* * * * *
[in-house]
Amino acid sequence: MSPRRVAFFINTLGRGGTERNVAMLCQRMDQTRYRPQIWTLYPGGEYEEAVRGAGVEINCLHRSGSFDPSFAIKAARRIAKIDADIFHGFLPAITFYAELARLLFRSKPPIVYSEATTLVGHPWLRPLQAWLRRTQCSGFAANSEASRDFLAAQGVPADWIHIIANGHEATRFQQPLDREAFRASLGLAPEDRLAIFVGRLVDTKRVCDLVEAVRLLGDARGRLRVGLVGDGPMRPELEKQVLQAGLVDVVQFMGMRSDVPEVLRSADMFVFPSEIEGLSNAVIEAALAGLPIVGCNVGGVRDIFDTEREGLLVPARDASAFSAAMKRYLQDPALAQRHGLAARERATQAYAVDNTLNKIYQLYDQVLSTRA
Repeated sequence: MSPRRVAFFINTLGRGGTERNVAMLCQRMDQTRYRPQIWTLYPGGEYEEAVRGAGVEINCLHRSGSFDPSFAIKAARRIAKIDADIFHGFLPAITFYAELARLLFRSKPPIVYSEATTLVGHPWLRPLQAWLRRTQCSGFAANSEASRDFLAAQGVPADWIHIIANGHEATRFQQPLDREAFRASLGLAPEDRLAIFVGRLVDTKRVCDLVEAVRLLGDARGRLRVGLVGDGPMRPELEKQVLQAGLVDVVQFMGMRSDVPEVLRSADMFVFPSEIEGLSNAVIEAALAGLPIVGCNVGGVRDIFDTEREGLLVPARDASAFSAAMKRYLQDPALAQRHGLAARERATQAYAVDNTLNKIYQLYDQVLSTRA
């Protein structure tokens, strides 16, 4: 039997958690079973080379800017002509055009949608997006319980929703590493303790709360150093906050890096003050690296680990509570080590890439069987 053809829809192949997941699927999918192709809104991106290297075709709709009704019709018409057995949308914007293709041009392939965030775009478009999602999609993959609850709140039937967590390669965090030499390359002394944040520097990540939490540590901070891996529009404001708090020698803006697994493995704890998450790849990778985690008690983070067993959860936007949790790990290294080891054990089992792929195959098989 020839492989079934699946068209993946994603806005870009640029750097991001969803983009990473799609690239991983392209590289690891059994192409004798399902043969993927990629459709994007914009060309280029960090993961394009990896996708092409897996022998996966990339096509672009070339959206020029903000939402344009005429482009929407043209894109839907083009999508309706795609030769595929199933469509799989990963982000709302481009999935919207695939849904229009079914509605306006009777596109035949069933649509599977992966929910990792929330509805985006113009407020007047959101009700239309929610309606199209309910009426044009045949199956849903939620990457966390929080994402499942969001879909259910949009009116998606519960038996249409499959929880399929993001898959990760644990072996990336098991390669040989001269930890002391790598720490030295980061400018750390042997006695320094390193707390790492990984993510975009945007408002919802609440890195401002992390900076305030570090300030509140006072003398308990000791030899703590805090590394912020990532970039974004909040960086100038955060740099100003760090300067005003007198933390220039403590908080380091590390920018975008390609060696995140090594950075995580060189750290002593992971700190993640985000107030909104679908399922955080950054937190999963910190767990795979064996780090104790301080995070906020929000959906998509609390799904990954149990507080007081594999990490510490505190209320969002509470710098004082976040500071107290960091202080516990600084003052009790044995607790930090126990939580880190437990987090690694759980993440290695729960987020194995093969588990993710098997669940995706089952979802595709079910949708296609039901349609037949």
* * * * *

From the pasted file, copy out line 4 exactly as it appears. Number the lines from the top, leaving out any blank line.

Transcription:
């Protein structure tokens, strides 16, 4: 039997958690079973080379800017002509055009949608997006319980929703590493303790709360150093906050890096003050690296680990509570080590890439069987 053809829809192949997941699927999918192709809104991106290297075709709709009704019709018409057995949308914007293709041009392939965030775009478009999602999609993959609850709140039937967590390669965090030499390359002394944040520097990540939490540590901070891996529009404001708090020698803006697994493995704890998450790849990778985690008690983070067993959860936007949790790990290294080891054990089992792929195959098989 020839492989079934699946068209993946994603806005870009640029750097991001969803983009990473799609690239991983392209590289690891059994192409004798399902043969993927990629459709994007914009060309280029960090993961394009990896996708092409897996022998996966990339096509672009070339959206020029903000939402344009005429482009929407043209894109839907083009999508309706795609030769595929199933469509799989990963982000709302481009999935919207695939849904229009079914509605306006009777596109035949069933649509599977992966929910990792929330509805985006113009407020007047959101009700239309929610309606199209309910009426044009045949199956849903939620990457966390929080994402499942969001879909259910949009009116998606519960038996249409499959929880399929993001898959990760644990072996990336098991390669040989001269930890002391790598720490030295980061400018750390042997006695320094390193707390790492990984993510975009945007408002919802609440890195401002992390900076305030570090300030509140006072003398308990000791030899703590805090590394912020990532970039974004909040960086100038955060740099100003760090300067005003007198933390220039403590908080380091590390920018975008390609060696995140090594950075995580060189750290002593992971700190993640985000107030909104679908399922955080950054937190999963910190767990795979064996780090104790301080995070906020929000959906998509609390799904990954149990507080007081594999990490510490505190209320969002509470710098004082976040500071107290960091202080516990600084003052009790044995607790930090126990939580880190437990987090690694759980993440290695729960987020194995093969588990993710098997669940995706089952979802595709079910949708296609039901349609037949």